Upon finding out about an article from Very Smart Bros I also found this article from the New York Times which I will share with you today.
A ‘Quest for Justice’ for a Murdered Civil Rights Pioneer, 52 Years Later https://t.co/Kroz4gZwOw— Levois (@levois) September 22, 2017
Alberta Jones is the civil rights pioneer almost no one knows. She was Louisville’s first female black prosecutor and negotiated the first fight contract for Muhammad Ali, her neighbor. She registered thousands of African-American voters in the 1960s and paved the way for a ban on racial discrimination by local theaters and lunch counters.I sincerely hope that after over 50 years that Ms. Jones will finally get justice for her murder. Unfortunately she gave her life fighting for the civil rights of Blacks in Louisville. And this article illustrates that investigators are continuing to look for her killers. Unfortunately the passage of time has made that very difficult.
Ms. Jones’s name is absent from the annals of civil rights martyrs of the 1960s, perhaps because there is no clear evidence that her death was racially or politically motivated. Louisville, on the dividing line between North and South, largely avoided the harshest violence of the era, like church bombings and the murder of civil rights workers by white supremacists, and today does not have the immediate resonance of, say, Birmingham, Ala.
Still, the city Ms. Jones returned to in 1959 after graduating from Howard University School of Law was deeply segregated. Blacks could not enter movie theaters or restaurants in the city’s commercial heart, Fourth Street, or try on clothes at department stores.
Ms. Jones helped establish the Independent Voters Association, which registered 6,000 African-Americans. Voting as a bloc, blacks replaced the mayor of Louisville and many of the city’s aldermen in 1961. Two years later these officials outlawed racial discrimination in businesses, the first public accommodation ordinance of its kind in the South.
“We taught the Negros how to use that voting machine,” Ms. Jones told The Courier-Journal in March 1965. It was shortly after she became a city prosecutor, the first woman of any race in that job in Louisville. “When I got back home a lot of people said, ‘You’ve got two strikes against you: You’re a woman and you’re a Negro,’” she told the newspaper. “Yeah, but I’ve still got one strike left, and I’ve seen people get home runs when all they’ve got left is one strike.”
Ms. Jones lived in Louisville’s majority-black West End with her mother and sister, just a couple of blocks from the young Cassius Clay. In 1960, the future Muhammad Ali hired her to represent him when he turned professional. She negotiated a contract with 11 white millionaires, the famous Louisville Sponsoring Group. Protective of her client, she insisted that 15 percent of his winnings be held in trust until he turned 35, with Ms. Jones serving as a co-trustee. Today the contract hangs on the wall of the Muhammad Ali Center in Louisville.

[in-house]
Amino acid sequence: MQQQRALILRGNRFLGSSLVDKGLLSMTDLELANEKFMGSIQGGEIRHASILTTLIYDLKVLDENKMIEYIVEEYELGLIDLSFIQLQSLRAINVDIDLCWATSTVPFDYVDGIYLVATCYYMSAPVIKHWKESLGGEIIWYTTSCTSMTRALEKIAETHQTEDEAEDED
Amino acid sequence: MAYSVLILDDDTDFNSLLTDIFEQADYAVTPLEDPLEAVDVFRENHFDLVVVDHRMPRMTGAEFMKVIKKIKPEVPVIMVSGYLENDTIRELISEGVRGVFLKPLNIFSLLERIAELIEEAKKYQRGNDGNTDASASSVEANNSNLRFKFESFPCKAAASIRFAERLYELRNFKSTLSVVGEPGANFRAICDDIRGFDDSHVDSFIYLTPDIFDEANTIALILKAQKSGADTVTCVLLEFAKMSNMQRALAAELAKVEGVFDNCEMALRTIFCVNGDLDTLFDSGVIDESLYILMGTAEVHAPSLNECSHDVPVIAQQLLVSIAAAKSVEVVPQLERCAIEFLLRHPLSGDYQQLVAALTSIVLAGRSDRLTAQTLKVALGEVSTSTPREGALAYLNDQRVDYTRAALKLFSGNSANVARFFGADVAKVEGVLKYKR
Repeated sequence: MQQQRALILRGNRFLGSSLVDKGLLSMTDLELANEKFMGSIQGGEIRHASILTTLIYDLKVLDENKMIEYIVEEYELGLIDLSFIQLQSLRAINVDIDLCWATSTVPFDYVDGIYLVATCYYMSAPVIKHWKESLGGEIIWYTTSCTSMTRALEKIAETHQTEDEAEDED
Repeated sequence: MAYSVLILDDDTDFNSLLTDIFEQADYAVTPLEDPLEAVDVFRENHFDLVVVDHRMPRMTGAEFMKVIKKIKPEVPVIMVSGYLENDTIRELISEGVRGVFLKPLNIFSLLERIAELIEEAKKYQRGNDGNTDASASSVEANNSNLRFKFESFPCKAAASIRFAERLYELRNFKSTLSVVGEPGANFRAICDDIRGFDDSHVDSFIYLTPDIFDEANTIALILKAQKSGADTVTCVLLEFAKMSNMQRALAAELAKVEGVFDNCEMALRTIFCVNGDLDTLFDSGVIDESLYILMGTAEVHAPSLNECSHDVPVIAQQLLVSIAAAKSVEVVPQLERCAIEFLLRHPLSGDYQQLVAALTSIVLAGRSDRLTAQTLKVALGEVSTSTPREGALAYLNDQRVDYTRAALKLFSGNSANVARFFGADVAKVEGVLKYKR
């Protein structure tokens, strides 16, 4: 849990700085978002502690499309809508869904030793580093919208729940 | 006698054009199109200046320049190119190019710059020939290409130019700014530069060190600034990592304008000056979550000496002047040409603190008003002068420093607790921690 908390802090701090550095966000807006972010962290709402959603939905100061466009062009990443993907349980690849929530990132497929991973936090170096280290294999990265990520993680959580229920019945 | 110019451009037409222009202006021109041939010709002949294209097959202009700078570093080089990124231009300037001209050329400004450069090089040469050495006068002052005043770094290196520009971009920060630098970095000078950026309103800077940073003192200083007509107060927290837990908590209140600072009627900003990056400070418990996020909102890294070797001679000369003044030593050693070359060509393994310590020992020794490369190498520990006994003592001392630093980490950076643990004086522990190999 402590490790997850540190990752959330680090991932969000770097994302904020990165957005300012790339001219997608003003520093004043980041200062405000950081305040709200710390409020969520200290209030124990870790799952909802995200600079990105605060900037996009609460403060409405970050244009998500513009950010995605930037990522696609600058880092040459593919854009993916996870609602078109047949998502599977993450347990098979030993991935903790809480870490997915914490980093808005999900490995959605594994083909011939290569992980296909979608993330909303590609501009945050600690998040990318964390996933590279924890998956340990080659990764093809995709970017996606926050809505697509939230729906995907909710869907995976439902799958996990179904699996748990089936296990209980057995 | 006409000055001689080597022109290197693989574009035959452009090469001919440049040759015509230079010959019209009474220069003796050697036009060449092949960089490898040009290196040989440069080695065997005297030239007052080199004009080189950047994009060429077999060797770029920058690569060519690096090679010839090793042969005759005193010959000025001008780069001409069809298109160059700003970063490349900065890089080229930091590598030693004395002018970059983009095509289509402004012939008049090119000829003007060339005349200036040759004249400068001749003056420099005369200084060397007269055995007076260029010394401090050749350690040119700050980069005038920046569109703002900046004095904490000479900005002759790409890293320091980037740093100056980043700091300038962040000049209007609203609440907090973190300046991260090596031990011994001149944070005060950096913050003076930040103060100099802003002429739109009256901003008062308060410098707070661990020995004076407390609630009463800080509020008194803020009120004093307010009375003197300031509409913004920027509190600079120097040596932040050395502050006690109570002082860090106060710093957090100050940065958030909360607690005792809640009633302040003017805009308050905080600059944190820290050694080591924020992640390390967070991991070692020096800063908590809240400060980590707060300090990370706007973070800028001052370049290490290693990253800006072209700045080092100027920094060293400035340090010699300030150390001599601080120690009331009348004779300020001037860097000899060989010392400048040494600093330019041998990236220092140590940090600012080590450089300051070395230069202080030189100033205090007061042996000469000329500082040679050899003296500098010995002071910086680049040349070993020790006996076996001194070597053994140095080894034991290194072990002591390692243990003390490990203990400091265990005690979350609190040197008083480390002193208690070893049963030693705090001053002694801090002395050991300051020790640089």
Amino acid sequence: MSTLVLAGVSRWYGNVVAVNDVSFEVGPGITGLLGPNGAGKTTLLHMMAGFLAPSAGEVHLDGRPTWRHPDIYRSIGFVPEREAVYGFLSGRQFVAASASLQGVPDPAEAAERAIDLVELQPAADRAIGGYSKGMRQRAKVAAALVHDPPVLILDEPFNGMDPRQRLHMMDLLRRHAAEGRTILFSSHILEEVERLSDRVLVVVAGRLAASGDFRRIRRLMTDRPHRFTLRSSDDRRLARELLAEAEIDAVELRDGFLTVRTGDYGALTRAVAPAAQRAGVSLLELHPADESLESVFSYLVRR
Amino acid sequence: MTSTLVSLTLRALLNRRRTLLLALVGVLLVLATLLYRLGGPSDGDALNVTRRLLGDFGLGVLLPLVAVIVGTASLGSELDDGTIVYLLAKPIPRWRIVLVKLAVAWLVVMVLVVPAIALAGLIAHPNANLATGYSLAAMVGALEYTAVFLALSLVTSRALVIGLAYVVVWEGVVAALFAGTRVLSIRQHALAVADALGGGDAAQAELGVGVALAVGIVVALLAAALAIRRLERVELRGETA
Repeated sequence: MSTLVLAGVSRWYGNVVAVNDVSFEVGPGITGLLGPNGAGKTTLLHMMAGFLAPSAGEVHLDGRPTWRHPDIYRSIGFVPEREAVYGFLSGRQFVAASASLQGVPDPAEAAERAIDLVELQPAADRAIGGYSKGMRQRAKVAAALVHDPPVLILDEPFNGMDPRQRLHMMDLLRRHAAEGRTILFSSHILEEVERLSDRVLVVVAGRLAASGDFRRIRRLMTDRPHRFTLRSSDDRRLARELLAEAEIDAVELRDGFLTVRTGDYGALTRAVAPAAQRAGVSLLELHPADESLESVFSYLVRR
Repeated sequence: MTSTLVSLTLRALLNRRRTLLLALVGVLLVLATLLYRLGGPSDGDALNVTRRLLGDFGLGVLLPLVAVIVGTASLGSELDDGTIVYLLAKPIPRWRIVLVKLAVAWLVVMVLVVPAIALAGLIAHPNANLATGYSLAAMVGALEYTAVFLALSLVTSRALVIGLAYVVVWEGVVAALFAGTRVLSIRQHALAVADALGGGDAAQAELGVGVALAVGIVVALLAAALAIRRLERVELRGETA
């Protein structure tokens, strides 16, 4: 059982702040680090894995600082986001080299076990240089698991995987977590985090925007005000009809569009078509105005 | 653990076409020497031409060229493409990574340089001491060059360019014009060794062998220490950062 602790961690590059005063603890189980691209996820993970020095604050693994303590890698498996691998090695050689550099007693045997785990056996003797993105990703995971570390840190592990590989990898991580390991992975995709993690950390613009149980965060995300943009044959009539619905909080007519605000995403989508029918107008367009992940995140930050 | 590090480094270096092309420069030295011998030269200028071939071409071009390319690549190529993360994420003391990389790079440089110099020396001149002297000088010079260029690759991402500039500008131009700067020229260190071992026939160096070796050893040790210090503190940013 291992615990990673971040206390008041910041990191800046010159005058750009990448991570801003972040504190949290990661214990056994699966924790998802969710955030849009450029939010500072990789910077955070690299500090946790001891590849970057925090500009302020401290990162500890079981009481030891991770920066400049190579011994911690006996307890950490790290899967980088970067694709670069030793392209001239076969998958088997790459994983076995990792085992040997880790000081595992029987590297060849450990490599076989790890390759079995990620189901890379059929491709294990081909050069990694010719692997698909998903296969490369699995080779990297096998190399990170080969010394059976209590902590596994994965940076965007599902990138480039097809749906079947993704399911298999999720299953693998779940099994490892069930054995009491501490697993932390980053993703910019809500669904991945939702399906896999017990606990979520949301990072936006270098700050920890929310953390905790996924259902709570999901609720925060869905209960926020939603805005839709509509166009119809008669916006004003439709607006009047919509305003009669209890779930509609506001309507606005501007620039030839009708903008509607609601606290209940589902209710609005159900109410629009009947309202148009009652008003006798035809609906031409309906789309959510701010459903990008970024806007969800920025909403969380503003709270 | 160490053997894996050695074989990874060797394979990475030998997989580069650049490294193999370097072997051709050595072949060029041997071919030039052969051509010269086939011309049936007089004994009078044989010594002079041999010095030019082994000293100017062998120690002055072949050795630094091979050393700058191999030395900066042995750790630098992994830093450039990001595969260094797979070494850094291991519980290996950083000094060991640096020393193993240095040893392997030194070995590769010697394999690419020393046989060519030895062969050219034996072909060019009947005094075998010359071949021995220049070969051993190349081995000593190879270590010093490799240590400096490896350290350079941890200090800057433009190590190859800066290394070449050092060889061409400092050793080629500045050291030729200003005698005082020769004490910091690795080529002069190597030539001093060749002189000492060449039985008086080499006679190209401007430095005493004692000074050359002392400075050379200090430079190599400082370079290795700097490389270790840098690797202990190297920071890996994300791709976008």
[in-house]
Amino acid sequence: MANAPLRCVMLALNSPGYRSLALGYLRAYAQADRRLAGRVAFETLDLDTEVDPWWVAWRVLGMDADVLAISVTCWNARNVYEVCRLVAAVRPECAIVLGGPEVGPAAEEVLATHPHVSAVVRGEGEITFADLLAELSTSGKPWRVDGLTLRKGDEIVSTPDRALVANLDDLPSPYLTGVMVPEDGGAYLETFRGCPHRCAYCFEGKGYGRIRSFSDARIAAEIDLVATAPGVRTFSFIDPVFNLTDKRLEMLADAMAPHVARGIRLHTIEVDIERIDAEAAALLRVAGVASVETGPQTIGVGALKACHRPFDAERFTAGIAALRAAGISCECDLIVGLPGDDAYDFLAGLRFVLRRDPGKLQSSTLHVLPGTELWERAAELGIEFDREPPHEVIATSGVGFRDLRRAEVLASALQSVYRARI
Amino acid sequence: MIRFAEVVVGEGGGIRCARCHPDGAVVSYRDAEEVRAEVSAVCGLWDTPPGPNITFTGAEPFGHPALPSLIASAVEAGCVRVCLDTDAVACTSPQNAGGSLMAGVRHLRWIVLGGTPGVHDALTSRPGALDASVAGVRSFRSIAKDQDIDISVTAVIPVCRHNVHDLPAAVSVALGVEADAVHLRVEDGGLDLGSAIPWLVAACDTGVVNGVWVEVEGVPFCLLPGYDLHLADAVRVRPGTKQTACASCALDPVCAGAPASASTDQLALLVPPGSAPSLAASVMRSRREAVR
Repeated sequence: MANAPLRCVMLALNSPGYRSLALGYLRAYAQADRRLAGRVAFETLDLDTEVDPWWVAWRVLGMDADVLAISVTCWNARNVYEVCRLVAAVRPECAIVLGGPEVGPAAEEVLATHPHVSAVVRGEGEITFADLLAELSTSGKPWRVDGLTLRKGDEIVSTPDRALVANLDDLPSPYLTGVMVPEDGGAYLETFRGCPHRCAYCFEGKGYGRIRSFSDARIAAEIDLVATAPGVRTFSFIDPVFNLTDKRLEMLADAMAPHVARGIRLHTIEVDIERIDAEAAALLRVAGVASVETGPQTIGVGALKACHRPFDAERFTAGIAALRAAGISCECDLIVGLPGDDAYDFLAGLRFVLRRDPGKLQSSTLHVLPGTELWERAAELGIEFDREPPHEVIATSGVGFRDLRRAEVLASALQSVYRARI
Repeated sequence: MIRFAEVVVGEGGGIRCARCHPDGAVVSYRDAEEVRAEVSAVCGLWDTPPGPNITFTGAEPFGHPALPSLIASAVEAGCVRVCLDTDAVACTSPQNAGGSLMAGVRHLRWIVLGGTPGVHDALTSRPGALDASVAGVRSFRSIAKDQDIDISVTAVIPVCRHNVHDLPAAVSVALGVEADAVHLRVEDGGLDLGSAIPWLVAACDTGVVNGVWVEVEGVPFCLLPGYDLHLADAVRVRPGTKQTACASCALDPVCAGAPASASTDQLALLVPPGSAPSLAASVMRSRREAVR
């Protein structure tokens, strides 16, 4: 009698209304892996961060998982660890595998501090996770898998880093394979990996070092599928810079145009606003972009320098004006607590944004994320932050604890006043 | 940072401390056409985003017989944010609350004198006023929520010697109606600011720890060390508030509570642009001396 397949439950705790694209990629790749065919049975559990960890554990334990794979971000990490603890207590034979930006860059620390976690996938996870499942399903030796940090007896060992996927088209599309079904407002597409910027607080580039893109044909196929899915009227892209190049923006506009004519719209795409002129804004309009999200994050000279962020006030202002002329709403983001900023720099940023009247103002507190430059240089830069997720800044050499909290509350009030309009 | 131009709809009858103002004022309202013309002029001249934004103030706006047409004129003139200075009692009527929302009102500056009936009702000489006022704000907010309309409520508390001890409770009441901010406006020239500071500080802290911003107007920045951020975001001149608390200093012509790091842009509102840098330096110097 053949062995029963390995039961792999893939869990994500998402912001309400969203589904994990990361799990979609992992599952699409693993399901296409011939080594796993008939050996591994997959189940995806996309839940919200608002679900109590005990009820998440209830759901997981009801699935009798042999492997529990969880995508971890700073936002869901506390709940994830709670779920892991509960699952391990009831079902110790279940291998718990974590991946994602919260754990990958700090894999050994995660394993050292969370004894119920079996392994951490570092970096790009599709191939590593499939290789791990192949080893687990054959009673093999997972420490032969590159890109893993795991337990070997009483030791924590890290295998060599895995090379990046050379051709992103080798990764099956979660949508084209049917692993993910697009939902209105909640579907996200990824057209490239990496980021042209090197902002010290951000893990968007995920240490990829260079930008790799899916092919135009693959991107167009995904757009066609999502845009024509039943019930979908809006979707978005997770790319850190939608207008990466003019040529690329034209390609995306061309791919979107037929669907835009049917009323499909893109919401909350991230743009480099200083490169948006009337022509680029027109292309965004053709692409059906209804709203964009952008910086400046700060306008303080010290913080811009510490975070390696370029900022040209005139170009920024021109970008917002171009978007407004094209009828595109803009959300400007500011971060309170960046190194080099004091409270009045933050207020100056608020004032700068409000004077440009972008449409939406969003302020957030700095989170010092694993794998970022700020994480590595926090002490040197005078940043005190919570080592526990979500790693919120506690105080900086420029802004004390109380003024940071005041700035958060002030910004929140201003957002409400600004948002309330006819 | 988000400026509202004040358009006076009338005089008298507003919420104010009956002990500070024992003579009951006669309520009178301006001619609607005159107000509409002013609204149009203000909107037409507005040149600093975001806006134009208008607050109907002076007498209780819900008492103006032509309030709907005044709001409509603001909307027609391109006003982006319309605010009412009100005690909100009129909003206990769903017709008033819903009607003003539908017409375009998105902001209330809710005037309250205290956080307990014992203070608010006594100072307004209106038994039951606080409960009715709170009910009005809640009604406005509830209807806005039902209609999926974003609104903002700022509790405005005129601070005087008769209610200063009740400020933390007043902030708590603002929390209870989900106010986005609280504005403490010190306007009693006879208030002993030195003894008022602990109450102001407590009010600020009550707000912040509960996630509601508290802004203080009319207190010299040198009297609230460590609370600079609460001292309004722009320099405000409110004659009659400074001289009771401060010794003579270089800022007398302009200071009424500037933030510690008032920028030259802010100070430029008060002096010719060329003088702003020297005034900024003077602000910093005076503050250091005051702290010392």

There has been some breaks and some connections to this murder. A print was matched to someone who is an elderly man now but was only 17 back then. Regardless hopefully there will be justice for Jones, however, steps are being taken to recognize her contributions:On the night Ms. Jones was murdered, Aug. 5, 1965, witnesses saw two black males drag a screaming woman into the back seat of a car like the Ford Fairlane Ms. Jones was driving, according to police records. Her body, with trauma to the head and face, was retrieved from the river near an amusement park in the West End. A large quantity of blood stained the back seat of the Fairlane, discovered nearby, which she had rented while her own car was in the shop.Ms. [Flora] Shanklin believes that whoever murdered her sister was paid by others. “I don’t know who, but she stepped on some toes,” she said.
Next month a Louisville civic group plans to hang a giant banner with Ms. Jones’s portrait on a bank building on Muhammad Ali Boulevard. It will join other portraits downtown honoring prominent people with Louisville roots, including Diane Sawyer and Colonel Harland Sanders of fast-food fame.I'm a long way from Louisville, Kentucky which is about five hours away from Chicago - yes I know this thanks to the many trip taken on the Greyhound through the city and with layovers. Hopefully someone will fight for her.
Professor Remington hopes the banner will prick someone’s memory — or conscience — about what happened to Ms. Jones 52 years ago. “She spent her whole life fighting for others,” she said. “It’s time somebody started fighting for her.”
As you read this article you noticed she represents the late boxing champion Muhammad Ali right. There was an angle to Ms. Jones' murder involved the Nation of Islam. Ali was at one point associated with them.